These figures are representative of a typical week. Your contact hours will vary throughout the year due to your module choices, non-compulsory classes, exam periods and changes to scheduled activities.
Outside your timetabled hours, you'll study independently. This may include preparation for classes, follow-up work, wider reading, practice completion of assessment tasks, or revision.
In the UK, full-time students are expected to spend 1,200 hours a year learning. That's about 40 hours of classes and independent study each week during semesters. Everyone learns at a different rate, so the number of hours you spend on independent study will be different to other students on your course.
As an English student, you'll have access to the Thin Ice Press, our department's in-house printing studio. Our iron presses chart the evolution of print from 1838 to 1926. They offer the opportunity to experience the relationship between writing and printing practices through publication, practice-led research, teaching and public workshops.
You will be based in the Department of English and Related Literature and the Department of Philosophy on Campus West.
Most teaching will be nearby in Derwent College, the Spring Lane Teaching Building and other Campus West locations.
Our beautiful green campus offers a student-friendly setting in which to live and study, within easy reach of the action in the city centre. It's easy to get around - everything is within walking or pedalling distance, or you can use the fast and frequent bus service. Take a campus tour.
The Department of English and Related Literature employs a variety of assessment methods, including group presentations and closed exams, but with a strong emphasis on essay writing. Your main mode of assessment will be essays, which will range from short exploratory exercises to more detailed discussions on a topic of your choice. We offer high levels of feedback and ample opportunities for you to meet with staff to discuss your written work.
Your work in Philosophy is assessed by a more or less equal mix of essays and exams – the exact blend of assessment depends on the modules you choose. In the first year, some work is assessed by online tests and poster presentation.
Philosophy is a social subject – views and ideas only develop and grow when discussed with others. Because of this, the people and atmosphere of the Department is so important and, in my experience, has been amazing at York.Mia, Philosophy.
Studying English and Philosophy at York will provide you with numerous career possibilities. You’ll learn presentation, language, and critical thinking skills during your combined degree, and gain expertise in complex analysis and research. These skills suit a range of careers, from law and teaching to national and local government and the creative industries.
The English part of my degree helped me develop the skill of being able to absorb and analyse large amounts of information at short notice which is a daily demand in the world of law.Penny Darragh, BA English/Philosophy
Solicitor, Dickinson Dees LLP
AAB including an A in English Literature (English Language and Literature is also acceptable)
|Access to Higher Education Diploma||36 credits at Distinction, including at least 9 credits in Literature-related units, and 9 credits at Merit or higher|
|BTEC National Extended Diploma||DDD with an additional A Level or equivalent qualification in English Literature at grade A|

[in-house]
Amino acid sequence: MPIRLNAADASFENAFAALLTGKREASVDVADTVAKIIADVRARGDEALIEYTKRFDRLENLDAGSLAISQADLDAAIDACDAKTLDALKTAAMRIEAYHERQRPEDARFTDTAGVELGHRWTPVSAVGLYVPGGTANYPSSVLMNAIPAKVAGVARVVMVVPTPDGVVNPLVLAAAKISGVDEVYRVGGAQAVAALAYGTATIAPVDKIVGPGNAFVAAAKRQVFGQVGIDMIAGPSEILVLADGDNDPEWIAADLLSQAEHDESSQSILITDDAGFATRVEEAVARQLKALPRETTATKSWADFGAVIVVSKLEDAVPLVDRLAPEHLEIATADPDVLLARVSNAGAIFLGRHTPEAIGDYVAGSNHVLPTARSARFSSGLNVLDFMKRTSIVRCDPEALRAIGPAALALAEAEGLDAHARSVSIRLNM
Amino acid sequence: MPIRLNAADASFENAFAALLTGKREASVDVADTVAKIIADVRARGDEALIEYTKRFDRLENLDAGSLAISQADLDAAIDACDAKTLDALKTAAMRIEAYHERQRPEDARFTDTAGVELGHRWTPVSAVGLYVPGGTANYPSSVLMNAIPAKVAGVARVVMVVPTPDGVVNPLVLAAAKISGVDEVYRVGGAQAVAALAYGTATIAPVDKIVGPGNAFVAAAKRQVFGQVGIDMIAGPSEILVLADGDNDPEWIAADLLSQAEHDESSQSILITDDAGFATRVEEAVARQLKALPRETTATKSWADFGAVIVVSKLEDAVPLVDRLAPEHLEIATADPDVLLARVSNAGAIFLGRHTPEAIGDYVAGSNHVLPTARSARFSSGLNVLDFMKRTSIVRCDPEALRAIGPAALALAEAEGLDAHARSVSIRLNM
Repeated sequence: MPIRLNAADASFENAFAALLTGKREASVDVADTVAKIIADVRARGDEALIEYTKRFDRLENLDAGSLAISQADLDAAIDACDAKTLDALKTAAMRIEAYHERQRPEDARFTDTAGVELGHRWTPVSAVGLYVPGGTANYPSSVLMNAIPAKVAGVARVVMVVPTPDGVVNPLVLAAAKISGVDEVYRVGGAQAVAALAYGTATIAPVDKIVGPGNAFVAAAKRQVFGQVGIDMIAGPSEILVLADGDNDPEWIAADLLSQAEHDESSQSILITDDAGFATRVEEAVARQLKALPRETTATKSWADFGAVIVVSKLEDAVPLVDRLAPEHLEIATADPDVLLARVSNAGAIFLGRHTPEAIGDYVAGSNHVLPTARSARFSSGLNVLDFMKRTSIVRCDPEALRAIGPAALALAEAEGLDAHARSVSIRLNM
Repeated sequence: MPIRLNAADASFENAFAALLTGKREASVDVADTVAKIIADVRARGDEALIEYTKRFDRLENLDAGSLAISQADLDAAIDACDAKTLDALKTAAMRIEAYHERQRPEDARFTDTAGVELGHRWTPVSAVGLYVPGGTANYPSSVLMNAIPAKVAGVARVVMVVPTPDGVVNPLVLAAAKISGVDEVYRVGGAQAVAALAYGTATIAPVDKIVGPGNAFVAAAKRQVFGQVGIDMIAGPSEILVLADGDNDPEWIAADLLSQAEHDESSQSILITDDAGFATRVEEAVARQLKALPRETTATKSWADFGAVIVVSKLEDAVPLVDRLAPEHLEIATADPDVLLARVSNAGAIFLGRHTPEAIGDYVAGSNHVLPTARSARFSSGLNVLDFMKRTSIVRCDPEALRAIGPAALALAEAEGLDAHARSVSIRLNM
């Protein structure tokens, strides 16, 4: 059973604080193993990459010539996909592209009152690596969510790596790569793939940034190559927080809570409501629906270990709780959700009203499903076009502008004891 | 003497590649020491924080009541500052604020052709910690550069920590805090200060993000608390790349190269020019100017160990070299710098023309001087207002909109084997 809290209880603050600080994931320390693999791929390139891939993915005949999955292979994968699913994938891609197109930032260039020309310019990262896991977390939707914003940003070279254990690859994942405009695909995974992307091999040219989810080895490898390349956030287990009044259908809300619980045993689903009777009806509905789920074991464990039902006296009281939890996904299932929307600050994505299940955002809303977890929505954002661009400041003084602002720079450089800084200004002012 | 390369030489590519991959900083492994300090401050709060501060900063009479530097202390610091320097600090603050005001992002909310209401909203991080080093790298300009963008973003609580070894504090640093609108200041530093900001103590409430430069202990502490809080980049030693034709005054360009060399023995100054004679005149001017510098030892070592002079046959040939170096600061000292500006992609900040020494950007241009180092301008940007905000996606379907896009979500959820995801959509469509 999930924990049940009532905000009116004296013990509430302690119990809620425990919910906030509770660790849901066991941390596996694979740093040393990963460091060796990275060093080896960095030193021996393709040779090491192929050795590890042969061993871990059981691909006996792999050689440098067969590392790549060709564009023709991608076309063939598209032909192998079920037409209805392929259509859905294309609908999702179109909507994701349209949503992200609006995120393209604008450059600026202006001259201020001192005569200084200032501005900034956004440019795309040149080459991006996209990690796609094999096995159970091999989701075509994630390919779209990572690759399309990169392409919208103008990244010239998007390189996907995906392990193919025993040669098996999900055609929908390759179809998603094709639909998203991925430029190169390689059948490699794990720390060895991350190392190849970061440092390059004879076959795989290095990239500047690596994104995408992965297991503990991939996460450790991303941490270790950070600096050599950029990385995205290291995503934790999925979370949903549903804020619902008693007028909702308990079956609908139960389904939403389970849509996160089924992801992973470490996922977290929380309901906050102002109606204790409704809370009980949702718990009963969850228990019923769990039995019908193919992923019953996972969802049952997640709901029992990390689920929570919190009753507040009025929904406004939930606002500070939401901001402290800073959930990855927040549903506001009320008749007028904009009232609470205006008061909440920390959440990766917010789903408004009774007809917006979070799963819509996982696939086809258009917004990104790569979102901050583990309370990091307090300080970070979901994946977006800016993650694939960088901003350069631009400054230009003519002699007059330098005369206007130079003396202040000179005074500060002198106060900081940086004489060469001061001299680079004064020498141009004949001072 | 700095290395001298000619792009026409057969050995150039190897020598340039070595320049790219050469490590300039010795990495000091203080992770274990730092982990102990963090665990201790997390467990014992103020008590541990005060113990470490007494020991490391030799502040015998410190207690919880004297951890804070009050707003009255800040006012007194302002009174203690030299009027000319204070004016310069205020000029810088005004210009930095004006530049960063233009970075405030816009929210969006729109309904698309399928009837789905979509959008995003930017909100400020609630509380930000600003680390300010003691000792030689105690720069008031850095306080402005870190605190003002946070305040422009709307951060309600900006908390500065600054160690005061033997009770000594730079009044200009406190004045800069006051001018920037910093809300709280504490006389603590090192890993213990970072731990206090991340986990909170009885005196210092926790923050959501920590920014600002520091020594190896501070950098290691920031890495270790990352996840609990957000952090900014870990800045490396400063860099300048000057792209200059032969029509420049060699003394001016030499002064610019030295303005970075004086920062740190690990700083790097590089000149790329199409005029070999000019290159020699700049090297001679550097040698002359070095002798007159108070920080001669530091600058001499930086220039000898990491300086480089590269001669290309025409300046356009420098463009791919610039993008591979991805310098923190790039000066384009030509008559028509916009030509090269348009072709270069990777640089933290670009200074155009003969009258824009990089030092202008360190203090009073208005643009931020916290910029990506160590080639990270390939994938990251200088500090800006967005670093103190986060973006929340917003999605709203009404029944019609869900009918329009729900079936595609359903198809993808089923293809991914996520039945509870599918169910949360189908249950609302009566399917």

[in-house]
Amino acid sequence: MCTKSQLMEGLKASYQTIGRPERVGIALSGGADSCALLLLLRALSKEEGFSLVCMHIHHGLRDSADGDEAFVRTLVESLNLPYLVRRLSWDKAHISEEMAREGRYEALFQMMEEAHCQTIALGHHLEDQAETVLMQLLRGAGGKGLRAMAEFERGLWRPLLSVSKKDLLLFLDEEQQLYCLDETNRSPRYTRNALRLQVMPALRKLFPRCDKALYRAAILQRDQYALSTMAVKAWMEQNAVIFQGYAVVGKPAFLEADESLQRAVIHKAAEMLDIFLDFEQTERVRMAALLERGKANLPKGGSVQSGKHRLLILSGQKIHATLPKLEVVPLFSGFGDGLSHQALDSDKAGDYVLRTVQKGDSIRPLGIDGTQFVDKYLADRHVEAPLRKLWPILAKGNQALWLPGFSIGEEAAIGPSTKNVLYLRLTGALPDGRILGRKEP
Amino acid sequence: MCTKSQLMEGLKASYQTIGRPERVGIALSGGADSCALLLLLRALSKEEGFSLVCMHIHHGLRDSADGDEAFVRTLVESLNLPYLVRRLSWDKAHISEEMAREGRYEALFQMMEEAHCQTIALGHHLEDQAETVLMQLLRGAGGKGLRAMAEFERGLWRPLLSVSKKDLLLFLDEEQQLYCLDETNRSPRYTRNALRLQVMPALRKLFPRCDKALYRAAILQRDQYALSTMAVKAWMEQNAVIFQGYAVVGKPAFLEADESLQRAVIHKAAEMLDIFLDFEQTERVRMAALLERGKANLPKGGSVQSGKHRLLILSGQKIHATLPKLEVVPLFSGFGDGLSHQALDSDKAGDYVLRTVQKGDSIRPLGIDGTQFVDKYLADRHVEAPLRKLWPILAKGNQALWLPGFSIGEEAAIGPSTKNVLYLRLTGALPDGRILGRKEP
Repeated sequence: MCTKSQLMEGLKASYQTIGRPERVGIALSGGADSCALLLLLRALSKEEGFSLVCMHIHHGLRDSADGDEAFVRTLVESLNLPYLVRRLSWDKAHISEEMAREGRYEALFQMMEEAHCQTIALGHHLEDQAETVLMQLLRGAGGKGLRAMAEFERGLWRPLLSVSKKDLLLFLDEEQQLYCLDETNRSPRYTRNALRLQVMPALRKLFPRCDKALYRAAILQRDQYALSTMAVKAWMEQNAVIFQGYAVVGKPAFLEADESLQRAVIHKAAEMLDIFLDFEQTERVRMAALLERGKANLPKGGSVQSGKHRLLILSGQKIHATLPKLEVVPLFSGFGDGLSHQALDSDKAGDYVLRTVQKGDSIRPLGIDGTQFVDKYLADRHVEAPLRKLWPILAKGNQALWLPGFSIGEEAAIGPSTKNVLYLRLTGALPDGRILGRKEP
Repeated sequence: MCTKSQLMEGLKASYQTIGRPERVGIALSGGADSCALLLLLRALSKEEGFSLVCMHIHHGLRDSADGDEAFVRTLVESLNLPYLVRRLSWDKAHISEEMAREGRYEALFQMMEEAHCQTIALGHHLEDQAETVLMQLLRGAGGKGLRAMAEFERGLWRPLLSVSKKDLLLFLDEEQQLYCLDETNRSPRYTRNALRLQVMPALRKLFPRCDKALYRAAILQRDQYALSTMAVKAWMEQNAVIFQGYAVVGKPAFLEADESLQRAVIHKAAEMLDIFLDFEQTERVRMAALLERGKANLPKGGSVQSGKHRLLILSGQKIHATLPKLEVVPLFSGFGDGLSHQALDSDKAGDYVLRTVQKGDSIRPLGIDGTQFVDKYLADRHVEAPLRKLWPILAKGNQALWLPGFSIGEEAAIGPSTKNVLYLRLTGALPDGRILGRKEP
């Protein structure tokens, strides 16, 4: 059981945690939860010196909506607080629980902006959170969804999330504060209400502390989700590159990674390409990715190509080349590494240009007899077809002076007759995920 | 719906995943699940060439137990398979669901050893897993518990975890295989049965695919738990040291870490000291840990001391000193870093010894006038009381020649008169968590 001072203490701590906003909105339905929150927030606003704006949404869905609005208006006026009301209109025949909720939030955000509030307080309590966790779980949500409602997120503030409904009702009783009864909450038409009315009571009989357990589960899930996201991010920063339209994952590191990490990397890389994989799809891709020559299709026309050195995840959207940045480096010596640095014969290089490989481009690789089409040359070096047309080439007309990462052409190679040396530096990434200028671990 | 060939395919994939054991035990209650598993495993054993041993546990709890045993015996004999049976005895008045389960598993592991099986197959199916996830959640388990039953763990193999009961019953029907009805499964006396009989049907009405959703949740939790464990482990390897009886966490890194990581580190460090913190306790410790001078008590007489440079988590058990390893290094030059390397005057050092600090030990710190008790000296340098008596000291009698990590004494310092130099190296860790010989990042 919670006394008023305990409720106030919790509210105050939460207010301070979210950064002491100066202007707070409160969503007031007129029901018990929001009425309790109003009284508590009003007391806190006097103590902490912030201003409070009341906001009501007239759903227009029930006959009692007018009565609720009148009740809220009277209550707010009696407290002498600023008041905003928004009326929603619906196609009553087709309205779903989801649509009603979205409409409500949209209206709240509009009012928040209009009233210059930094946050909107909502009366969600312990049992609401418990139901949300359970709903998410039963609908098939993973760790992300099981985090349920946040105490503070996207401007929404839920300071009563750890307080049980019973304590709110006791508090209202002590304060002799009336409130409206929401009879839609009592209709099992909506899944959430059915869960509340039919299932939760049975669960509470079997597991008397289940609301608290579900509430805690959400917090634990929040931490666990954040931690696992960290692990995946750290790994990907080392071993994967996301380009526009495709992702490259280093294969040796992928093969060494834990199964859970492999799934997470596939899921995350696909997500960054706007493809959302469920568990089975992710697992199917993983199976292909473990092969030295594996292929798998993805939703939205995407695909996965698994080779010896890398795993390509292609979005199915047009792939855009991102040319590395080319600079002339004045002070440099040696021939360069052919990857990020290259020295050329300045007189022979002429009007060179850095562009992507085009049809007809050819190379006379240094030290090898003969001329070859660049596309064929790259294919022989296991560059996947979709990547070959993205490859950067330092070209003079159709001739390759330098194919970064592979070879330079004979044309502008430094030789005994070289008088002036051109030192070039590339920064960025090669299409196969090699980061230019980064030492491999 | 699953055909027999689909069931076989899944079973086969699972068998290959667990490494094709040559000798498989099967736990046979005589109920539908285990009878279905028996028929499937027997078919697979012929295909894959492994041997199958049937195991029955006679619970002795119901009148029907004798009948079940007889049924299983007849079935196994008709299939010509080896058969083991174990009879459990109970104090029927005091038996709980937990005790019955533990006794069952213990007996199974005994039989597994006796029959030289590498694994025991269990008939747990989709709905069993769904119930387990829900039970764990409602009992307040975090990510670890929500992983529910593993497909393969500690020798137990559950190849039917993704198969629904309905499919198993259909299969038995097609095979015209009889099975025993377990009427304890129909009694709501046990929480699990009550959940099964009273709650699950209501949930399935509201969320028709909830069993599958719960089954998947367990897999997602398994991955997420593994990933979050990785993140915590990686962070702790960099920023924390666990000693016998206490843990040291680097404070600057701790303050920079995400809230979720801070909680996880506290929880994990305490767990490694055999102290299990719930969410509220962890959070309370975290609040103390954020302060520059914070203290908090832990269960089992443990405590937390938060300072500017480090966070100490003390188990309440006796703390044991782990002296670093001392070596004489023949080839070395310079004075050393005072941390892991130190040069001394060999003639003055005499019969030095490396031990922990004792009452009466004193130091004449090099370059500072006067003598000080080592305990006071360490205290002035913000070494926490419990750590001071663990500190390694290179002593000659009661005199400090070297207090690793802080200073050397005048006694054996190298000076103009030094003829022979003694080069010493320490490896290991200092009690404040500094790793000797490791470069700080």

|Cambridge Pre-U||D3, D3, M2 including D3 in English Literature|
|European Baccalaureate||80% overall, with 85% in English Literature.|
|International Baccalaureate||35 points including 6 in English Literature at Higher Level (Higher Level English Language and Literature is also acceptable)|
|T levels||We are currently not accepting T Levels for this course unless an additional A Level (or equivalent qualification) in English Literature has been taken.|
|Scottish Highers / Advanced Highers||Advanced Highers - B in English Literature Scottish Highers - BBBB We may also be able to consider three Advanced Highers or a combination of Highers and Advanced Highers, where an applicant does not meet the grade requirement through Highers alone. Please contact us to discuss your qualifications.|
|Other international qualifications||Equivalent qualifications from your country|
Meeting the following additional criteria may qualify you for an alternative offer.
|Widening participation||If you successfully complete one of the following programmes, you may be eligible for an alternative offer up to three A level grades (or equivalent) below our typical offer: Black Access Programme, Next Step York, Realising Opportunities, YESS, YorWay to York. More about widening participation.|
|Contextual offers||If you have experience of local authority care or live in an area with low progression to university, you may be eligible for an alternative offer up to two A level grades (or equivalent) below our typical offer. More about contextual offers.|
|EPQ||If you achieve A or higher at EPQ, you may be eligible for an alternative offer up to one A level grade (or equivalent) below our typical offer.|
|MOOCs||If you successfully complete our online course Logic: the language of truth do let us know, as you may be eligible for an alternative offer up to one A level grade (or equivalent) below our typical offer. More about MOOCs.|
If English isn't your first language you may need to provide evidence of your English language ability. We accept the following qualifications:
|IELTS (Academic)||6.5, with a minimum of 6.0 in each component|
|Cambridge CEFR||176, with a minimum of 169 in each component|
|Oxford ELLT||7, with a minimum of 6 in each component|
|Duolingo||120, minimum 105 in each component|
|GCSE/IGCSE/O level English Language (as a first or second language)||Grade C / Grade 4|
|LanguageCert SELT||B2 with a minimum score of 33/50 in each component|
|LanguageCert Academic||B2 Communicator with a minimum score of 33/50 in each component|
|KITE||459 Main Flight score with 426 in each component|
|Skills for English||B2: Merit overall, with Pass with Merit in each component|
|PTE Academic||61, with a minimum of 55 in each component|
|TOEFL||87 overall, with a minimum of 21 in each component|
|Trinity ISE III||Merit in all components|
For more information see our undergraduate English language requirements.
You may be eligible for one of our pre-sessional English language courses. These courses will provide you with the level of English needed to meet the conditions of your offer.
The length of course you need to take depends on your current English language test scores and how much you need to improve to reach our English language requirements.
After you've accepted your offer to study at York, we'll confirm which pre-sessional course you should apply to via You@York.
Get in touch if you have any questions